Twittering for Profits
Not a day goes by that Twitter doesn't make headlines.
There's the good news: this service can help companies reach consumers, boost profits, it's a key tool in organizing social protest, and it can help politicians reach constituents.
There's also bad news: lawsuits for defamation on Twitter are just one unintended consequence of the new technology.
Twitter's popularity is exploding; there are no official stats, but it has in the ballpark of 35 million users. So how can all this attention can be turned into profits?
As of now the company has zero revenue.
Twitter's appeal and its profit potential lies in its simplicity. Anyone with a cell phone can broadcast a 140 character message. That means that the potential audience is the four billion people around the world with mobile phones, two and a half times the number of Internet users. Silicon Valley insiders describe Twitter's trajectory as starting with "the ham sandwich" conversation. Users would chat with their friends about what they had for lunch that day, where they were heading after work. As the audience grew nearly exponentially, so did the type of conversations.
Twitter acts like a news wire of sorts which users customize by following Tweets from different profiles.
CNN is one of Twitter's most popular profiles and you can sign up for headlines from every news outlet from CNBC to the New York Times and beyond.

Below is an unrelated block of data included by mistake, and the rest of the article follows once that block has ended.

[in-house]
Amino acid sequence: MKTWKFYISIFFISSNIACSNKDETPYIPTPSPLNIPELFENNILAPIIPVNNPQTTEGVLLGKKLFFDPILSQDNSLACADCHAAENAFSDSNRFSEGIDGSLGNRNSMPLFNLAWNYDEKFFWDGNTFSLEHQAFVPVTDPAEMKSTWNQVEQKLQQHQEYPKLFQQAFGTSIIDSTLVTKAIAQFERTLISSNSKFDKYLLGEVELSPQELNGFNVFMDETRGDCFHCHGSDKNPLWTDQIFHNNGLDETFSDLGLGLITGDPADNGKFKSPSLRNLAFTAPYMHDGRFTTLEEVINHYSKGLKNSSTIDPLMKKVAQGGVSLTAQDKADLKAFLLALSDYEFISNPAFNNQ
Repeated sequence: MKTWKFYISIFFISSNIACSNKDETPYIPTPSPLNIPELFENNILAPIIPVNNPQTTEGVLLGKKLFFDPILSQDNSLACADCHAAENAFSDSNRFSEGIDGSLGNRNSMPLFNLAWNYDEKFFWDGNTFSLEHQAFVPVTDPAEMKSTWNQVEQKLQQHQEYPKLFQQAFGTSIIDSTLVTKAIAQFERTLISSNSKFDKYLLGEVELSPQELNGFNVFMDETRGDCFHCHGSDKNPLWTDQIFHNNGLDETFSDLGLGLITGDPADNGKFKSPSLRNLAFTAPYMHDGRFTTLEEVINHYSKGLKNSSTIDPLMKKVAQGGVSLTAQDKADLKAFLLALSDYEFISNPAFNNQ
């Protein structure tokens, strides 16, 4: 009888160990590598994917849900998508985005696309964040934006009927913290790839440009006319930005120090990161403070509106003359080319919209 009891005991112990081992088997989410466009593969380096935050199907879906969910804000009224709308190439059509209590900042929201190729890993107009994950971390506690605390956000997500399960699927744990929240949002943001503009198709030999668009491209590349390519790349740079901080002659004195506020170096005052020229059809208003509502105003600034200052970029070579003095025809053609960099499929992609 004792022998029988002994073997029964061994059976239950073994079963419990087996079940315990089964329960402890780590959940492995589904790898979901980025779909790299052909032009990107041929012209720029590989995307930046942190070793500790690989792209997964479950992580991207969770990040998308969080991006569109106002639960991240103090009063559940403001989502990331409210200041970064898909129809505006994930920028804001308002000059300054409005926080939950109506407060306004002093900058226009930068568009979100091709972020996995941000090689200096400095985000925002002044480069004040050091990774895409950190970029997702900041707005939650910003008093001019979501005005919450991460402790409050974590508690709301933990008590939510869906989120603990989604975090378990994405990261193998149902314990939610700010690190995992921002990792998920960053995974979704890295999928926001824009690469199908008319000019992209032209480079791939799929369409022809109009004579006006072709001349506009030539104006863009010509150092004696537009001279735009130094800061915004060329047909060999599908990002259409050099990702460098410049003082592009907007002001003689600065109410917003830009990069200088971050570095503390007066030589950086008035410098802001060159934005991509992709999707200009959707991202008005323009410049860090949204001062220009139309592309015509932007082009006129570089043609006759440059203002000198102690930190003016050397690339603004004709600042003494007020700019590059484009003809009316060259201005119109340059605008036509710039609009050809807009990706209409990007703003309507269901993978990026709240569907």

Who needs gossip rags when you can hear from celebrities themselves? Ashton Kutcher is the most popular Tweeter and Britney Spears also has quite a following. And then there's an unprecedented way to get news on an earthquake or plane crash - simply search what other civilians are saying in real time. That search offers obvious opportunities for search ads, a la Google , but that's not where Twitter will start to make money.
Twitter's first revenue will come from helping companies use the service to better communicate with consumers; it's planning to launch premium services this quarter. Thousands of companies already use Twitter to track chatter about their brands and send "Tweets" to interested consumers and fans who are signed up to follow their news. Jet Blue used Twitter to monetize buzz after long delays. Southwest Airlines communicated to fliers after mechanical difficulties. Whole Foods tweets recipes. Banks have customer service reps Twitter customer service. Twitter co-founders say that Dell computer told them it made an incremental million dollars thanks to the site, one reason it's focusing on this business first.
Just a week ago the service launched a "Twitter 101" site for businesses looking for best practices and case studies. It hasn't started charging yet, but this is an obvious first step.
Next I'd expect Twitter to package and sell analysis about brands. And I search ads seem to be right around the corner. Co-founders Biz Stone and Evan Williams are rightfully wary of alienating users with too many ads, but it seems search ads are a great place to start.
Questions? Comments? MediaMoney@cnbc.com